“We cannot say what this means for human sexual orientation, but it raises the possibility that sexual preference is wired in the brain,” Jorgensen says. “Humans are subject to evolutionary forces just like worms. It seems possible that if sexual orientation is genetically wired in worms, it would be in people too. Humans have free will, so the picture is more complicated in people.”

You can find my views on homosexuality in my posts under the category of the same name.

[ht: The Daily Dish]

Posted in Culture, General Work/Life, Homosexuality, Love and Romance, Uncategorized | Tagged: , , , , , , | 2 Comments »

Thoughts This Morning

Posted by Jerry on October 18, 2007

I have met this person twice now. And I continue to be impressed, although with some warranted restraint. He has an upper-level position in a large US pharmaceutical company, is mature, intelligent in his sphere, and attractive. Last night he said, “I like you; so I want to go out of my way to meet you again. This is because I’m selfish.”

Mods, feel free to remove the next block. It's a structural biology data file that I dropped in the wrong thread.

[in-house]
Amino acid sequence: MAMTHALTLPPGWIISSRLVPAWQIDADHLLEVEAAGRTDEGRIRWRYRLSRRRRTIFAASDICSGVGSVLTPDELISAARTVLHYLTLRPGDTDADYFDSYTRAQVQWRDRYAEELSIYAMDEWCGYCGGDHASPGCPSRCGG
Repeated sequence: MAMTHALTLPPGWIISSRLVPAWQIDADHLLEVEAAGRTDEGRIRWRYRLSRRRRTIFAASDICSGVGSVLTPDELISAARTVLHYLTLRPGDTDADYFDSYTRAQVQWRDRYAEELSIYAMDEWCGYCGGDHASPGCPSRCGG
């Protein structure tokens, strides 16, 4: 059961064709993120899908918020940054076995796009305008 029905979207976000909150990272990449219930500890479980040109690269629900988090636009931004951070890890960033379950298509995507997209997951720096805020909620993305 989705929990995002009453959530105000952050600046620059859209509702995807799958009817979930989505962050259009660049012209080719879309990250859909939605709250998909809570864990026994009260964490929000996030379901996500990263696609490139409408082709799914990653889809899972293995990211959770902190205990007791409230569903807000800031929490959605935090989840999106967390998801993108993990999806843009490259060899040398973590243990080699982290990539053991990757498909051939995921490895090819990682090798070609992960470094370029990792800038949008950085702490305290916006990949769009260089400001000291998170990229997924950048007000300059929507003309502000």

I’m optimistic about where this is headed.

[P.S. I sent this person a link to my article on Atlasphere, and over the phone, I said, “This is a link to what we were talking about last night. Check it out any time.” He responded, “Why at any time? I’ll check it out right now!”

He just says the right things, doesn’t he!]

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On my way to work this morning in the autorickshaw, I decided that I need to calm my mind and just relax. You know how even after you’ve slept, you feel that only your body has relaxed but your mind is still tense or active or busy? So, on the entire trip to work, I just closed my eyes, plugged my ears with my headphones, and focused on the melodious music from my iPod. These days, I almost exclusively listen to Hindi/Bollywood music: the songs are so melodious, with a coherent rhythmic pace, and the lyrics are essentially poetry–very emotional, romantic, metaphorical, and imaginative. It was a good, calming, relaxing trip to work.

🙂

Posted in General Work/Life, India, Love and Romance, Movies, Mumbai, Personal, Uncategorized | 7 Comments »

Being Gay in India

Posted by Jerry on August 31, 2007

Having lived in India now as an openly gay man for more than a year, I have some interesting observations to report:

Most gay men I meet like to say that they are–”not gay. I’m bi.”

[uh-huh, sure honey.] “Have you ever had sex with a girl?”

“No”

“With a guy?”

“Yes.”

Hmm…..

There is a fairly dominant belief among Indian gay men that one is not born gay but is initiated into “gayhood.” I am amazed by how often my conversations with the gay men I meet in person or online go somewhat along these lines: